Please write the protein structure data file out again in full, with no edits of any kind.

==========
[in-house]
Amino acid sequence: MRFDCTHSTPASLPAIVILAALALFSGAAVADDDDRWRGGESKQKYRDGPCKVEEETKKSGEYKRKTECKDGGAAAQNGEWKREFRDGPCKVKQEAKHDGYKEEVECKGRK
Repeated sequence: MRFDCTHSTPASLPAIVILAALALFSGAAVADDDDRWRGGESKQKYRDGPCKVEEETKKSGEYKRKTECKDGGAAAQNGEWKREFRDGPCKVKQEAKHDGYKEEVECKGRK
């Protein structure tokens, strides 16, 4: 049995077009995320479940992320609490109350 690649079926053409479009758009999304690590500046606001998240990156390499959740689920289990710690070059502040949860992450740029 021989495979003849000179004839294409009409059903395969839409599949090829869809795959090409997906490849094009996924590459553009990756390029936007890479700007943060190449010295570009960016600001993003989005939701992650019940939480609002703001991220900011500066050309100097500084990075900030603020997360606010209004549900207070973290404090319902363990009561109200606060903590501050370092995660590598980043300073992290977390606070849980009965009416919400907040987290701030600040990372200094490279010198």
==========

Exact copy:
[in-house]
Amino acid sequence: MRFDCTHSTPASLPAIVILAALALFSGAAVADDDDRWRGGESKQKYRDGPCKVEEETKKSGEYKRKTECKDGGAAAQNGEWKREFRDGPCKVKQEAKHDGYKEEVECKGRK
Repeated sequence: MRFDCTHSTPASLPAIVILAALALFSGAAVADDDDRWRGGESKQKYRDGPCKVEEETKKSGEYKRKTECKDGGAAAQNGEWKREFRDGPCKVKQEAKHDGYKEEVECKGRK
């Protein structure tokens, strides 16, 4: 049995077009995320479940992320609490109350 690649079926053409479009758009999304690590500046606001998240990156390499959740689920289990710690070059502040949860992450740029 021989495979003849000179004839294409009409059903395969839409599949090829869809795959090409997906490849094009996924590459553009990756390029936007890479700007943060190449010295570009960016600001993003989005939701992650019940939480609002703001991220900011500066050309100097500084990075900030603020997360606010209004549900207070973290404090319902363990009561109200606060903590501050370092995660590598980043300073992290977390606070849980009965009416919400907040987290701030600040990372200094490279010198």